After two years it was time to stop for my well being. I wanted to continue for longer but an intuitive tug kept hinting there might be a connection between breastfeeding and my emotional volatility. My GP confirmed a long held suspicion that I had a sensitivity to the hormone progesterone, the levels of which remain raised through out breastfeeding. A sensitivity can affect mood swings and depression.
I genuinely felt sombre about stopping. I adored the tenderness of our breastfeeding relationship. Still it was now time to focus on my needs. I felt reassured in the knowledge that I'd thoroughly done my bit for Little A.
So, if you are interested, I wanted to share with you how we did it.
Since Christmas I had whittled down her feeds to the big three; when she awoke in the morning, at nap time and before her bedtime story. She used to snack mid morning and afternoon but I just ceased these comforts and distracted her with cuddles, books, toys and Cbeebies. She grizzled at first but after a couple of days accepted the new state of affairs.
In preparation I reminded Little A on a daily basis that baby milk was going to finish. Her "why mummy" was met with "because you are a big girl now and baby milk is for little babies". And to her credit Little A clearly understood and accepted the propaganda I was drilling into her angelic mind. It almost felt like I was subjugating Little A to the prolonged modus operandi of a redundancy ...
Dear Little A,
After a considered review we have to restructure mummy's milking assets. Therefore, unfortunately, the position of breastfeeding beneficiary has become untenable. This letter serves as formal written notice that baby milk is to be phased out over the coming month..
We will endeavour to help you find other suitable sources of comfort and advise contact details for relevant agencies in due course. We would like to take the time to thank you for your loyalty and devotion to your role.
Any outstanding milk will be provided in a complimentary beaker.
Yours *MR Department.
Importantly, I realised that if I was going to take something absolutely cherished away from Little A, I needed to offer her something in return. So with this is mind my WMW, weapons of mass weaning, relied on two cunning means;
|Stickers, sticker book and a new jazzy plate for yummies|
|New 'out of focus' big girls beaker|
|Some familiar friends|
The morning feed was the first to go since its not associated with falling asleep. Upon waking the aim was to extract Little A from her cot and plant her in my bed. Then after kindly informing her that baby milk is all gone, distract her with homemade banana muffins, 'big girls milk' in a beaker, stickers and sticker book, and cuddles en mass. Then the plan was to leave it for a week before dropping the next feed.
The nap time feed was the next to cease. Again, after advising Little A that mummy milk has disappeared into oblivion, offer her stories, cuddles and milk in the big girls beaker. Then wait another week for the finale.
The bedtime feed was the last to conclude. The aim was to commence the bedtime routine that bit earlier to accommodate any screaming and flailing limbs. Again I was going to distract her with lots of stories, big girls milk, and remain with her, if this was required, until she fell asleep.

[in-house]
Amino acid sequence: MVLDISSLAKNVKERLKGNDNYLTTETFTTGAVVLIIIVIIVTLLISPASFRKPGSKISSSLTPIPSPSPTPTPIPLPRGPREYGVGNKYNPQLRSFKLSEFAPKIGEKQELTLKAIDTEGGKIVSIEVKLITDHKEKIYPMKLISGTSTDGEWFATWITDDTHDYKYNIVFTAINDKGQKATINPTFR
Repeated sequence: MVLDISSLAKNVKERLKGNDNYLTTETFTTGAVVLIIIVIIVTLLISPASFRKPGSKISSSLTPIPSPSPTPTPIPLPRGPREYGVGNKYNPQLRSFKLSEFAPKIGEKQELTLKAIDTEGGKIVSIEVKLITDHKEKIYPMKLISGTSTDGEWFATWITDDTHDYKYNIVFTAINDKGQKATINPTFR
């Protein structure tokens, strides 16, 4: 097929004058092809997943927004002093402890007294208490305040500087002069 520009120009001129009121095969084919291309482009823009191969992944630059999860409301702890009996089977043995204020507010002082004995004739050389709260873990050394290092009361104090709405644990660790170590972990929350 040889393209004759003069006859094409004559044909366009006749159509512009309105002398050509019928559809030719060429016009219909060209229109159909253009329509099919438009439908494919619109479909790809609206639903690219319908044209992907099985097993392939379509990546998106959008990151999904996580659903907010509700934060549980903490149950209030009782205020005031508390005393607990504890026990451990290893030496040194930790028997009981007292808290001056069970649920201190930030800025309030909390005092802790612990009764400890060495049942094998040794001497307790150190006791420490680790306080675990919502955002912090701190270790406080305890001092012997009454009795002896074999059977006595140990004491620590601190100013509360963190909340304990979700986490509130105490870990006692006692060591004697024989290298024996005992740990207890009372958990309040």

On the third day after dropping each feed I decided to reward Little A with an In the Night Garden figure to congratulate her on her weaning graduation.
I planned for the worst expecting numerous seismic tantrums. But it turned out that Little A was more ready than I had anticipated. She totally and utterly surprised me. The stormy waters turned out to be mine. Days before our weaning mission began I felt both tearful and rather apprehensive.
Little A suckled for longer than she normally would during her last morning feed whilst we enjoyed a wonderful snuggle in bed. The night before I reminded her that baby milk was finishing the following morning. The next day as I entered her bedroom Little A sheepishly asked "can I have some baby milk mummy". "Do you remember what I said last night," I replied, and then scooped her out of her cot, carried her into the lounge and sat her on the sofa. I reminded her that baby milk was all gone and then distracted her with the alternative perks on offer. And she accepted them. She whined a little and then ploughed into her stickers. I couldn't believe it. No crying. Nothing. But Little A was shrewd, "baby milk at nap time and bedtime''. "Ah, yes" I reassuringly answered.
So over the duration of that week I cautioned Little A that nap time milk was going to end. Little A had her one and only tantrum which lasted all of four minutes on the day this feed terminated. Red faced and wagging her finger at me she rebuffed the new books I proffered with "that's not working mummy". I couldn't believe that my two year old had wised up to my methods of bribery. But it was wasn't long before Little A acquiesced and asked excitedly for her new stories.
Silent grief filled tears rolled down my cheeks whilst Little A enjoyed her final bedtime feed. This was it. The very last one. I quietly murmured, "I've loved every minute of breastfeeding you my little darling but tomorrow night baby milk is going to end". The following evening Little A began frantically tugging at my jumper upon hearing those dreaded words that mummy milk was no more. She tightly scrunched her face and was about to let out a voluminous wail when I produced some new bedtime reads and an additional Gruffalo toy from behind a cushion. Little A's eyes immediately brightened as she grabbed her new possessions, and then completely forgot about her milk. And hasn't asked for it since.
And just like that we were done. Weaned.
My energy levels are noticeably increasing and thankfully Younger Dad is now able to put Little A to bed. I'm praying to the heavens my breasts will reduce after all this. I never used to be an H cup.
Freedom and new bras beckon.